It’s hard for dog lovers to think about anyone intentionally harming one of our canine friends, but that’s what sometimes happens when drug addicts are trying to score painkillers from veterinarians. Vets want to believe that every pet owner loves their precious animal, too, but watching out for abuse goes beyond looking at repeated injuries. Now vets have to look at the owners, themselves, to discover abuse.
Addicts will sometimes harm pets, then take them to the vet hoping to get a prescription for pain medication that they can then take for themselves, leaving their animal to suffer. To catch these abusers, vets look for specific signs among pet owners. Addicts usually know not to go to the same vet over and over again, so they bounce from vet to vet. If a pet owner refuses to allow a vet to look up the dog’s medical records, that’s a red flag. If the pet owner asks for a drug by name, like Tramadol, that raises another red flag.
Vets also take note when a prescription is used up and requires a refill faster than usual or when an owner reports that the medication spilled multiple times. Some pet owners end up taking their pet’s medication and refill their animal’s prescription early, and this also takes medicine away from the pet that needs it. Vets have to go as far as trying different treatment methods without prescriptions, and the dogs are the ones who have a harder time because of it.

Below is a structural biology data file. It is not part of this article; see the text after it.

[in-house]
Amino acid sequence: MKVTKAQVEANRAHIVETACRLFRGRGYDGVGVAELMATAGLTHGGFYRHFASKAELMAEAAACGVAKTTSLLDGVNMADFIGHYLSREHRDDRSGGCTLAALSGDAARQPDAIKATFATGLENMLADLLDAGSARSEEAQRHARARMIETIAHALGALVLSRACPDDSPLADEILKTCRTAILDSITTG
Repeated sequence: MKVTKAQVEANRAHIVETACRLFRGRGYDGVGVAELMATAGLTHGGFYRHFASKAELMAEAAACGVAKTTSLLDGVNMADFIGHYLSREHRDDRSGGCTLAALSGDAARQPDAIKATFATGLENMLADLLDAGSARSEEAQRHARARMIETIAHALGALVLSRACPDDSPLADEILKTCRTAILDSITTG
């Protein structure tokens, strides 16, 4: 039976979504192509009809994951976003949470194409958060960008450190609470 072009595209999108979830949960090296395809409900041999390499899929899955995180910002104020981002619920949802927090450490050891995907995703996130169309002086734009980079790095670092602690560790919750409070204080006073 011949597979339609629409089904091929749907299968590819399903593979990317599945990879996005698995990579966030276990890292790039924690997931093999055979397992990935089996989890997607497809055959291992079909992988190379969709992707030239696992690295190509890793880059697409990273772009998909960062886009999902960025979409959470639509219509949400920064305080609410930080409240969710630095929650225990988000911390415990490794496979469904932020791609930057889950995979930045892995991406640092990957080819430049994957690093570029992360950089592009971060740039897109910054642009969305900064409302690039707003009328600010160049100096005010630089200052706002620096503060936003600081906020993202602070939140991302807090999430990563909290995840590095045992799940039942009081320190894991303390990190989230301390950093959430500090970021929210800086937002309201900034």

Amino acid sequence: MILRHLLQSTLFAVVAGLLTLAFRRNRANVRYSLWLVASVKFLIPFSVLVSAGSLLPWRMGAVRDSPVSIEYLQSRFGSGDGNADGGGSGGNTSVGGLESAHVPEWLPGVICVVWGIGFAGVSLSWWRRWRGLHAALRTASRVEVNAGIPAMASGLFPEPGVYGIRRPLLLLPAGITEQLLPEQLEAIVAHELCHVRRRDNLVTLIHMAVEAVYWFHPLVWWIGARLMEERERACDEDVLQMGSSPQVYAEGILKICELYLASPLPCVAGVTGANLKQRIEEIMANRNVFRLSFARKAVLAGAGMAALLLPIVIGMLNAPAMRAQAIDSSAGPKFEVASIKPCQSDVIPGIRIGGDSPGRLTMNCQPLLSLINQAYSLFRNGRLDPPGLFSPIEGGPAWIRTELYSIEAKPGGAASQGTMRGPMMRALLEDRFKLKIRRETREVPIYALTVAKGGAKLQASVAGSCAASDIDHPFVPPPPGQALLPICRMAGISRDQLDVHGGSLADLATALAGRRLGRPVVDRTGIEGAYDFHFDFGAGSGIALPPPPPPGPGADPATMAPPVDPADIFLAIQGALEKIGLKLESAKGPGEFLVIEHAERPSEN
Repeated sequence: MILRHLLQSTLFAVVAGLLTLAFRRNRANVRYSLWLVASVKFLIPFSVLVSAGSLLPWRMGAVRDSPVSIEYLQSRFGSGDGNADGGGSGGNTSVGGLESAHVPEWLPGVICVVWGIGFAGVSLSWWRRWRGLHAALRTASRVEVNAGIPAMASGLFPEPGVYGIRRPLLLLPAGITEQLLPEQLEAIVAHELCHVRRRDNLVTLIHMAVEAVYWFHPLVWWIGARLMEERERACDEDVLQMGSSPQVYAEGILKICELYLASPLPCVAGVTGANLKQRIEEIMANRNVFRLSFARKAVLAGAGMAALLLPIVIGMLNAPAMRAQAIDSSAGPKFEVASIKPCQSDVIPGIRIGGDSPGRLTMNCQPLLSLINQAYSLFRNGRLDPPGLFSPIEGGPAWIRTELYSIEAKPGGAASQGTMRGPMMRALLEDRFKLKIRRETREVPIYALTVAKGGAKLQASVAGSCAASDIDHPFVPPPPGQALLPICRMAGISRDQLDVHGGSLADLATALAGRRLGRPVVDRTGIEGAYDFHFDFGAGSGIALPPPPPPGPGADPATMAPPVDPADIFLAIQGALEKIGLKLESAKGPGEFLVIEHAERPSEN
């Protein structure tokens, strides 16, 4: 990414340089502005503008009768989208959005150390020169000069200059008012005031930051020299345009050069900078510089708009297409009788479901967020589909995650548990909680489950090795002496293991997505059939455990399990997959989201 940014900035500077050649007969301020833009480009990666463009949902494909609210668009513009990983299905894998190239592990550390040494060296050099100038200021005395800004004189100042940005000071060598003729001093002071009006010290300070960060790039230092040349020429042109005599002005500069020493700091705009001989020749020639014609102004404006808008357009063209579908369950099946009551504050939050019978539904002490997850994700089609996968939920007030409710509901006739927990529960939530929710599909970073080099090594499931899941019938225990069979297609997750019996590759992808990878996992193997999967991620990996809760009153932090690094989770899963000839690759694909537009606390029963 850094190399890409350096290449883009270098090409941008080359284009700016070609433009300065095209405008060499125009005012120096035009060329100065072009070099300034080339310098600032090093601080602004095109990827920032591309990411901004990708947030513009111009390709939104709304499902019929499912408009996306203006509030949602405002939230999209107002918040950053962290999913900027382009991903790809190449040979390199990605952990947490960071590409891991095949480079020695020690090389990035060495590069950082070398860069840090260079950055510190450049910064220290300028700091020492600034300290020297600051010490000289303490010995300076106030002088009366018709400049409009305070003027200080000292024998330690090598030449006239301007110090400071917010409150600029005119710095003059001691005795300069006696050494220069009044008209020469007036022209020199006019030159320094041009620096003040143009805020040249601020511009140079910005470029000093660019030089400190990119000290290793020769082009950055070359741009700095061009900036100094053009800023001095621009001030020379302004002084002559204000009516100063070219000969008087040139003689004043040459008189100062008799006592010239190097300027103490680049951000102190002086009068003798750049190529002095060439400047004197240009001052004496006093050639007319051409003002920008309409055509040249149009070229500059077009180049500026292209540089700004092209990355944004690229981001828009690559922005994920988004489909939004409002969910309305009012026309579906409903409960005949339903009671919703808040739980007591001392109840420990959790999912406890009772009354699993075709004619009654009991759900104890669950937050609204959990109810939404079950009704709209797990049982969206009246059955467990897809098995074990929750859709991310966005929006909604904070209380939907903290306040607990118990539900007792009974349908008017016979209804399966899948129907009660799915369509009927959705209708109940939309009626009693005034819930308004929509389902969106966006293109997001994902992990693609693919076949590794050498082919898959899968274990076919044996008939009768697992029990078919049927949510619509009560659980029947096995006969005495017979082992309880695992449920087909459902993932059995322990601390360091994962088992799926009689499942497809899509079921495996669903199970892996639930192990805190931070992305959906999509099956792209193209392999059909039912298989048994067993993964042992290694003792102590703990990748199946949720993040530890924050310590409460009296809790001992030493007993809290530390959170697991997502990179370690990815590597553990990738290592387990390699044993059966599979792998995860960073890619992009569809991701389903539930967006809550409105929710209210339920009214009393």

A Kentucky woman named Heather Pereria intentionally cut her dog with a razor to get painkillers from the veterinarian. She returned a few days after getting the prescription claiming that her kids had flushed the pills down the toilet. Later she brought her dog in with the same suspicious injuries, and the vet called the police. She admitted to the crime and was sentenced to four years in prison.
Last year, a raid in Portland Oregon found over a dozen dogs being kept in horrible conditions while their owners took advantage of their pain. Authorities found over 100,000 Tramadol pills while rescuing the dogs, and they believe the owners were distributing them. It’s heartbreaking to see animals being taken advantage of like this. Opioid addiction is an epidemic, and addicts will stop at nothing to get a fix, even if it means hurting a defenseless animal.
What do you think vets should do to put a stop to the abuse? What would you do if you found out someone was hurting an animal for drugs? Let us know in the comments below!